My Lords, this report recommends that access privileges may be withdrawn from a retired Member by the House Committee or a successor senior domestic committee. Colleagues will recall that the House has previously agreed that Members who lose their membership as a result of non-attendance or a sentence of imprisonment for more than a year should not have access privileges. Likewise, any Member who is expelled under the House of Lords (Expulsion and Suspension) Act 2015 will not have access privileges. Agreeing this report would mean that the House Committee could decide, on a case-by-case basis, whether a retired Member should have access privileges rescinded. I beg to move.
My Lords, the past week has shown how important transparency and dealing with any perception that there are different rules for different people in society are for rebuilding trust in public life. Earlier this year, your Lordships’ House discussed the fourth report of the Committee for Privileges and Conduct. A key paragraph in that report stated that the strongest sanctions—expulsion, suspension and denial of access to House facilities or financial support—would be unavailable should someone who was being investigated continue to be investigated following their retirement from the House. The report before us today from the House Committee makes it clear that it is possible for retired Members to retain their parliamentary pass, to sit on the steps of the Throne and to use the Library and certain catering facilities and therefore to have access to facilities that could be withdrawn should an investigation be continued following a retirement.
I would like to ask the Chairman of Committees three questions. First, does he believe that it would be possible at some point in the future to revisit the previous decision, given that it will now be possible to have a sanction against retired Members? Secondly, will the House Committee minute discussions where it has been proposed that the access privileges be withdrawn but the House Committee decides not to withdraw those privileges? The report mentions at the moment only that there will be a minute of any decision to withdraw the privileges. Thirdly, will there be a public record of those who have retired from the House but who have had their privileges withdrawn?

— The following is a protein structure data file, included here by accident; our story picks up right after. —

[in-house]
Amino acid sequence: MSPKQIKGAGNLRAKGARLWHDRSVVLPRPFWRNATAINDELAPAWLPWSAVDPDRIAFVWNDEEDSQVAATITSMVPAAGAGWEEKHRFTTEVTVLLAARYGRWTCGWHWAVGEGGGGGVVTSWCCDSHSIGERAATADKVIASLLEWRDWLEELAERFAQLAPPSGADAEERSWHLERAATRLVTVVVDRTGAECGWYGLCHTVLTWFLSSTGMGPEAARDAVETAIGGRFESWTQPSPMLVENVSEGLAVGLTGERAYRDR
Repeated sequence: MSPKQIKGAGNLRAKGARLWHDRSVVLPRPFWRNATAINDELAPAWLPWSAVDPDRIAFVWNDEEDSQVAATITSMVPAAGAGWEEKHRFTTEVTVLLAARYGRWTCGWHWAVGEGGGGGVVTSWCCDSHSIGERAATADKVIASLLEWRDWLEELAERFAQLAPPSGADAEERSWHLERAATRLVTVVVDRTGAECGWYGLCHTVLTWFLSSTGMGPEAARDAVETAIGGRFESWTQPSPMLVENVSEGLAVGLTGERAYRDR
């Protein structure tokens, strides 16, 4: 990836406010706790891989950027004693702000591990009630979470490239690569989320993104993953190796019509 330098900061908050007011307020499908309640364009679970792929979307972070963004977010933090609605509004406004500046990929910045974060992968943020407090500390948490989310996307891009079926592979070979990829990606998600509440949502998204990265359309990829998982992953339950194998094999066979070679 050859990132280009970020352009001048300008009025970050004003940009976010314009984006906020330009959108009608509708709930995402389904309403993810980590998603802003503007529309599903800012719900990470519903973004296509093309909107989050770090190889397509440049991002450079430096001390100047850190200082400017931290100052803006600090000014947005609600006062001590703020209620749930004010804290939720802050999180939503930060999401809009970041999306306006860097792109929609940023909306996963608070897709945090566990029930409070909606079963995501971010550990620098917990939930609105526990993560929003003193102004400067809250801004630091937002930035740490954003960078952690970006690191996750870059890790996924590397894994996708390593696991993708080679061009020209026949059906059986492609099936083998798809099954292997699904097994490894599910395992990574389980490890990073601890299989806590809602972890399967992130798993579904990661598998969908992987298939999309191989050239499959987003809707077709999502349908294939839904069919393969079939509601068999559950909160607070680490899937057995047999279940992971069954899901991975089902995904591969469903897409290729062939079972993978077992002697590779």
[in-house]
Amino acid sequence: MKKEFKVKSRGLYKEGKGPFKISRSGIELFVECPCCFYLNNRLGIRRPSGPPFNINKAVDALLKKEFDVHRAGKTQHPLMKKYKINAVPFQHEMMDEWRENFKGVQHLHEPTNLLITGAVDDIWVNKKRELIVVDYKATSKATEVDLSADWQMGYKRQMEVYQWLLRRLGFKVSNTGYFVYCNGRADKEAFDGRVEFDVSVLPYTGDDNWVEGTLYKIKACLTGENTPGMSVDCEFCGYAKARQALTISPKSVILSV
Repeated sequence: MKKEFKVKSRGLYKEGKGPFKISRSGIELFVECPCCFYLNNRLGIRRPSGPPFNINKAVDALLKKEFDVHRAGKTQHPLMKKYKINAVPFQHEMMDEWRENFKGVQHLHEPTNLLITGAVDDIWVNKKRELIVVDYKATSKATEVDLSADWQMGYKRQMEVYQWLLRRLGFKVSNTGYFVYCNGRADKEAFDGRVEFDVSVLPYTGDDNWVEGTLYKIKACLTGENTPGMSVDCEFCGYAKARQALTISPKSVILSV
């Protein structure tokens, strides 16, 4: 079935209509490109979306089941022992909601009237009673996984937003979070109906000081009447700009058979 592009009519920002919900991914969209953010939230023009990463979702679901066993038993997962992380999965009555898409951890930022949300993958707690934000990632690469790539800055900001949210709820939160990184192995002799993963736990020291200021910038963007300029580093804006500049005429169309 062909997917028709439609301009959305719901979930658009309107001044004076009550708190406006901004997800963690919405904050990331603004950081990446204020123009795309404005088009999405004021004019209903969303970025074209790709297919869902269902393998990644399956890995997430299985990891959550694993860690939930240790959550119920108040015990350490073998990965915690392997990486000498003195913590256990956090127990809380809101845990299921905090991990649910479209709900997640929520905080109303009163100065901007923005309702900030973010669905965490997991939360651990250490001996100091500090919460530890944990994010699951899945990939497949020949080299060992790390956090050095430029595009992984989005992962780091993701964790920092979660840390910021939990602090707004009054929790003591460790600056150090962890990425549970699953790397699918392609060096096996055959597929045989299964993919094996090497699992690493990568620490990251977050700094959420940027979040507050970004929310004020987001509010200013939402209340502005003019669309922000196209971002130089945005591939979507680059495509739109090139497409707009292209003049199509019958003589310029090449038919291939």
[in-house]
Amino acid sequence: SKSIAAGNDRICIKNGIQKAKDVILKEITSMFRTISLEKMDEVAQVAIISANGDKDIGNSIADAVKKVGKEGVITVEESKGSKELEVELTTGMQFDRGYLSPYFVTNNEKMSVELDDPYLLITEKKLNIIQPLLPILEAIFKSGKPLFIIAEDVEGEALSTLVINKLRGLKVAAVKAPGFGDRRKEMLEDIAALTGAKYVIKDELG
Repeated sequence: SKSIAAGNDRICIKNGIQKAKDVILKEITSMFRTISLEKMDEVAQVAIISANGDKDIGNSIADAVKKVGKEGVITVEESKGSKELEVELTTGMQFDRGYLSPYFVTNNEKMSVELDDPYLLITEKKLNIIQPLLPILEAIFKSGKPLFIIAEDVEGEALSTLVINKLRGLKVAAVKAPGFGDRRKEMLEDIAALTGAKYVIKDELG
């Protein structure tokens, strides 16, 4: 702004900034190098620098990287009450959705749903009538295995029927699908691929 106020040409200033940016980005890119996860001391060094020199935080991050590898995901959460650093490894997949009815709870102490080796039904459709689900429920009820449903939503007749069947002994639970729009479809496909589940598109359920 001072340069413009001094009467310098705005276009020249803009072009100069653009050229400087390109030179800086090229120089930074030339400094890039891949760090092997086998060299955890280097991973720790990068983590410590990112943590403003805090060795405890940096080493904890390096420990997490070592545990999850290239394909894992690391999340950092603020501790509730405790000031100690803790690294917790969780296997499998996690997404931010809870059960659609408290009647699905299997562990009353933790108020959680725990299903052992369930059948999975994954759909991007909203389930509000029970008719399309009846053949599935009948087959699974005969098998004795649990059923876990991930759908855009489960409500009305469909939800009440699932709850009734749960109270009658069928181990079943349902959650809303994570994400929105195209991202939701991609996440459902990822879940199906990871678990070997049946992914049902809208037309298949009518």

My Lords, I am grateful to the noble Lord, Lord McConnell. Noble Lords will know that colleagues in this House who decide that they want to retire, whatever the circumstances, do not make a request: they simply give notice to the House. Therefore it is clear that no sanctions in future could be used in respect of them. It is therefore absolutely right that, for all who have the honour to serve in this House and are given access privileges when they retire from it, the House should have the powers, should they be needed, to withdraw those privileges; I hope they will not be needed very often, if ever. Certainly if a proposition of this kind in respect of an individual comes before the House Committee, it will be reflected in the minutes. The minutes of the committee are readily available and on the internet, so the deliberations and the outcome will be communicated more widely.